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Sarma (food)

Yaprak sarma
Place of originformer Ottoman Empire
Region or stateMiddle East, South Caucasus, Balkans, and Central Asia
Serving temperatureCold or hot
Main ingredientsVine leaf, rice
VariationsWith cabbage leaves

Sarma (Turkish word "sarmak", meaning "to wrap"; Cyrillic: Сарма) is a dish of vine, cabbage, monk's rhubarb or chard leaves rolled around a filling usually based on a combination of grains, like bulgur or rice, and minced meat. It is found in the cuisines of the former Ottoman Empire from the Middle East to Southeastern Europe.

Stuffed vine leaves

Yaprak sarması, Yaprak dolması
Region or stateTurkey, Lebanon, Iraq, Greece, Balkans, Levant, Egypt, Azerbaijan, Caucasus, Iran, Saudi Arabia
Serving temperatureHot and Cold

A vine leaf roll is a dish consisting of cooked grape-vine leaves wrapped around a variety of fillings. It is common to the cuisines of Armenia, Azerbaijan, Iraq, Turkey, Lebanon, Israel, Saudi Arabia, Jordan, Syria, Palestine, and Iran, but is also known in the Balkans, especially in Bosnia and Herzegovina, Bulgaria and Greece, where it may be served with mashed potatoes and yogurt.

Vine leaf rolls are called yaprak sarması (lit. leaf sarma) or yaprak dolması (lit. leaf dolma) in Turkey or dolma in Armenia and Greece, yarpaq dolması (lit. leaf dolma) in Azerbaijan,[1] dolmades (ντολμάδες, sg. dolmas ντολμάς) in Greece, and dolme barg mo (دلمه برگ مو, lit. vine leaf dolma) in Iran and ورق عنب *warak enab* in Arabic.

Stuffed vine leaves without meat are sometimes called yalancı dolma, which means "liar's dolma" in Turkish.[2] Vişneli yalancı dolması is a variation of stuffed vine leaves where the rice is seasoned with cinnamon, allspice and mint. The dolmas are slowly cooked together with morello cherries (vişne), and plums may be used also.[3] In a version from the Turkish chef Arda Türkmen, the rice is cooked in morello cherry juice with spices, sour pomegranate syrup (nar ekşisi), currants and toasted pine nuts.[4]

Vine leaves may also be used to wrap stuffed celery root. Before wrapping, the celery root is stuffed with rice that has been seasoned with cinnamon, salt, pepper, allspice, pine nuts and sugar. (This type of rice is called iç pilav.) Dried fruits like fig and apricot may be added to the rice mixture before the celery root is stuffed, wrapped and baked in the oven.[5] Some variations may include quince.[6]

In Balkan countries, yaprak (Bosnian: japrak; from Turkish: yaprak, "leaf"[7]) is a generic name for meals made of grape (especially Sultana grape) leaves (a kind of kale), stuffed with meat (beef or lamb) and rice, or more rarely rice only. Meals are called as Yaprak Sarma or Yaprak Dolma. In Balkans broccoli leaves are sometimes used instead of grape leaves.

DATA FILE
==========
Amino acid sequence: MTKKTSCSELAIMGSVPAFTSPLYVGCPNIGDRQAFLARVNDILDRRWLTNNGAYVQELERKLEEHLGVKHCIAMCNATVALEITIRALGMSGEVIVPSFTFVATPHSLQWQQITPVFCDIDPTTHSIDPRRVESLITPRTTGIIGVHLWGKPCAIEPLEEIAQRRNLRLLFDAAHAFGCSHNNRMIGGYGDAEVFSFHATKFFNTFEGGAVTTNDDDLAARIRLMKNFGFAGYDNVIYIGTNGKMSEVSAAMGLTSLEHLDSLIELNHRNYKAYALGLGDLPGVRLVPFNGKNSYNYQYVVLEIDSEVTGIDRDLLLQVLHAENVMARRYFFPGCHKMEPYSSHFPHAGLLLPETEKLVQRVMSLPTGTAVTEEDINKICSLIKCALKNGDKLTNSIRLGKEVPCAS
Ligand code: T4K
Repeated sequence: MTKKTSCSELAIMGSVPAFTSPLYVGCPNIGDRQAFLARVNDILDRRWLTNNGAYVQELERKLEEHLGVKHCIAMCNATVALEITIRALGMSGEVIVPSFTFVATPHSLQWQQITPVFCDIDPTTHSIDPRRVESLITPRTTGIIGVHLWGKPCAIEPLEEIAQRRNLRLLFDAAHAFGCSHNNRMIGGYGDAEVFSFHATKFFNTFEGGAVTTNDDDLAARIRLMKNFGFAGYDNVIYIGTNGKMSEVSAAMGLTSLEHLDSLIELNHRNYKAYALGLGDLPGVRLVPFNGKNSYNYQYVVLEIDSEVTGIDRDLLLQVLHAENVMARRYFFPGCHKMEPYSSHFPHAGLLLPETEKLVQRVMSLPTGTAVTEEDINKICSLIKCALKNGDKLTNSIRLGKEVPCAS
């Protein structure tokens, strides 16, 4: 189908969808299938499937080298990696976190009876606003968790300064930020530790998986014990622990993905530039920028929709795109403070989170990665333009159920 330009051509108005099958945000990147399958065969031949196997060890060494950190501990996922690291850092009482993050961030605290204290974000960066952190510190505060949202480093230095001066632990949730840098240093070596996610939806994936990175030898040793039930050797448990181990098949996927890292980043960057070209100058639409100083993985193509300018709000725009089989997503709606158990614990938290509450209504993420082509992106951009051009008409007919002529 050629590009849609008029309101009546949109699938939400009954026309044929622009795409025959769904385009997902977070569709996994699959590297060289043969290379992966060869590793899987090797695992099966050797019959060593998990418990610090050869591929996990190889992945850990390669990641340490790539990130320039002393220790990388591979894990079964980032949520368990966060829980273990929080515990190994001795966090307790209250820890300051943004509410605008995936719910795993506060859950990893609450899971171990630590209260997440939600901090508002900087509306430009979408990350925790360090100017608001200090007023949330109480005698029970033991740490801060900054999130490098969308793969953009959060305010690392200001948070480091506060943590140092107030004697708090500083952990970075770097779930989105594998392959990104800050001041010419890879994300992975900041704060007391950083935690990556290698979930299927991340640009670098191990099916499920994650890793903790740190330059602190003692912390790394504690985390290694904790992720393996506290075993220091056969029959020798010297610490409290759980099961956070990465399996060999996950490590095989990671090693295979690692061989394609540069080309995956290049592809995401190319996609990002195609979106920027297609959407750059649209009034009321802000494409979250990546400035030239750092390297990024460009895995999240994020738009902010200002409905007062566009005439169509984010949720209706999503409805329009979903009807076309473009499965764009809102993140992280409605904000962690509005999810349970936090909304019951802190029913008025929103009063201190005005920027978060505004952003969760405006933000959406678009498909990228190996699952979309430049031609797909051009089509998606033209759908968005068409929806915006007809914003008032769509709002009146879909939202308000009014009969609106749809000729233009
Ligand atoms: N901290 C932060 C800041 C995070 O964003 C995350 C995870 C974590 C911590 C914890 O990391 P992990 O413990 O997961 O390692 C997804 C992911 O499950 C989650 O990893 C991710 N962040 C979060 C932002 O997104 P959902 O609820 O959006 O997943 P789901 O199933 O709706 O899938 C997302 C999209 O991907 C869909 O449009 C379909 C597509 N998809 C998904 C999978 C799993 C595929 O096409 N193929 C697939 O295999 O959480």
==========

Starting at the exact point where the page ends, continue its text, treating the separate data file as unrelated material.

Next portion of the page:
Stuffed chard leaves

Stuffed chard leaves are called pazı dolması in Turkey[8] and dolmas de pazi by Sephardi Jews who settled in Argentina.[9]

Sarma in Amasya and Tokat

In the Turkish provinces of Amasya and Tokat sarma is prepared in a style similar to maklouba, with different fillings. One version made with fava beans is called bakla sarma. The filling for this variant from Amasya is made with dried fava beans and a coarsely ground wheat called yarma. Tomato paste, water, sunflower oil, chopped onion, aleppo pepper and spices are added to complete the mixture. Bone-in lamb chops are tightly layered on the bottom of the pot and the wrapped sarma are added on top of the lamb. Butter is added on top and the sarma are cooked together with the lamb chops in water. The finished dish is served upside down.[10] A similar variation from Tokat is stuffed with a lentil, bulgur and chickpea filling. Homemade red pepper paste may be substituted for some of the tomato paste.[11]

In Romania and Moldova

In Romania and Moldova, sarmale is popular in all historical regions, Moldavia, Transylvania, and Wallachia. It usually consists of minced pork, rice, eggs, and spices (paprika, salt, black pepper) rolled in a cabbage leaf (usually whole sour cabbage) or vine leaves. It is typically accompanied by mămăligă (polenta) and smântână (sour cream).

See also


  1. ^ "Yarpaq dolması". (in Azerbaijani). Archived from the original on June 25, 2019. Retrieved July 11, 2019.
  2. ^ Marks, Gil (2010-11-17). Encyclopedia of Jewish Food. HMH. ISBN 978-0-544-18631-6.
  3. ^ "Vişneli Yaprak Sarma tarifi - Haber - Mutfağım". Kanal D. Archived from the original on 2014-01-18. Retrieved 2018-06-29.
  4. ^ Arda'nın Mutfağıundefined (Director). ARDA'NIN RAMAZAN MUTFAĞI VİŞNELİ SARMA VE ŞERBETLİ GÜL TATLISI. Event occurs at 1322 seconds. Retrieved 2018-06-29.
  5. ^ "Zeytinyağlı, Kuru Meyveli Kereviz Dolması". Sabah. Retrieved 2018-06-30.
  6. ^ Nursel'in Evi. Ayvalı Kereviz Dolması Tarifi. Retrieved 2018-06-30.
  7. ^ - Yaprak
  8. ^ Migros Türkiye. Üçgen Pazı Dolması. Retrieved 2018-06-29.
  9. ^ Diner, Hasia R.; Cinotto, Simone (2018). Global Jewish Foodways: A History. U of Nebraska Press. ISBN 978-1-4962-0609-1.
  10. ^ Show TVundefined (Director). Nursel'in Mutfağı - Baklalı Dolma Tarifi / 25 Şubat. Event occurs at 738 seconds. Retrieved 2018-06-29.
  11. ^ "Mercimekli Yaprak Sarma tarifi (Tokat) - Haber - Mutfağım". Kanal D. Archived from the original on 2014-04-11. Retrieved 2018-06-29.

External links